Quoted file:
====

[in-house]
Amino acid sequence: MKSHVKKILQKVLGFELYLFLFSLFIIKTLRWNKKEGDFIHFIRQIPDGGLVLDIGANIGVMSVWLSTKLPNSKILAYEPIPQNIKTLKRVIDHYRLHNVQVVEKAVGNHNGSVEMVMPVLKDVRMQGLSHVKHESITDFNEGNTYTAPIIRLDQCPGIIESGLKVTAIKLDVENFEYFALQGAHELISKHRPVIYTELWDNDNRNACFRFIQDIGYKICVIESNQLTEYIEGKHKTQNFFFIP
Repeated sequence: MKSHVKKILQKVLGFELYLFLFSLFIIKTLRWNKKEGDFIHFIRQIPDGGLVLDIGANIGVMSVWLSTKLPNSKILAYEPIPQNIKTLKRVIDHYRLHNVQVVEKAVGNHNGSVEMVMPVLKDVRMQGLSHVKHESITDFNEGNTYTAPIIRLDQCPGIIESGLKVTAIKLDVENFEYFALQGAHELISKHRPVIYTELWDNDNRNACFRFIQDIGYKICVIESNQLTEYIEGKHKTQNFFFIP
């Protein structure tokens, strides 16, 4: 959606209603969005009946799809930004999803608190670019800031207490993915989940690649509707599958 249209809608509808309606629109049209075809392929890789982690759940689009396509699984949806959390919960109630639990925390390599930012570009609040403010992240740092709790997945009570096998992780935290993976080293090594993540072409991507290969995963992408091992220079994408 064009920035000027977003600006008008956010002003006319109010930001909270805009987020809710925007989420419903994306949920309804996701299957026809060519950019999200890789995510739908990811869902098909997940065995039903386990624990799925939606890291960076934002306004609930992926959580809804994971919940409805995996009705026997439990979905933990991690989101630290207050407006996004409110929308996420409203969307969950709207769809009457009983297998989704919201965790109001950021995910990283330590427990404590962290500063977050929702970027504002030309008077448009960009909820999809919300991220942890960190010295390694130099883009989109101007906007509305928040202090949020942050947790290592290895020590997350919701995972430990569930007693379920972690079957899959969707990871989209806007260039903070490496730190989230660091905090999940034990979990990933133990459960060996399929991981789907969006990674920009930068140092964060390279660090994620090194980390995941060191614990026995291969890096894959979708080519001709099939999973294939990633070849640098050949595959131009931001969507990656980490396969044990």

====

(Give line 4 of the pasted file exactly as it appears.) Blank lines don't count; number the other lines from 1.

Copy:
């Protein structure tokens, strides 16, 4: 959606209603969005009946799809930004999803608190670019800031207490993915989940690649509707599958 249209809608509808309606629109049209075809392929890789982690759940689009396509699984949806959390919960109630639990925390390599930012570009609040403010992240740092709790997945009570096998992780935290993976080293090594993540072409991507290969995963992408091992220079994408 064009920035000027977003600006008008956010002003006319109010930001909270805009987020809710925007989420419903994306949920309804996701299957026809060519950019999200890789995510739908990811869902098909997940065995039903386990624990799925939606890291960076934002306004609930992926959580809804994971919940409805995996009705026997439990979905933990991690989101630290207050407006996004409110929308996420409203969307969950709207769809009457009983297998989704919201965790109001950021995910990283330590427990404590962290500063977050929702970027504002030309008077448009960009909820999809919300991220942890960190010295390694130099883009989109101007906007509305928040202090949020942050947790290592290895020590997350919701995972430990569930007693379920972690079957899959969707990871989209806007260039903070490496730190989230660091905090999940034990979990990933133990459960060996399929991981789907969006990674920009930068140092964060390279660090994620090194980390995941060191614990026995291969890096894959979708080519001709099939999973294939990633070849640098050949595959131009931001969507990656980490396969044990």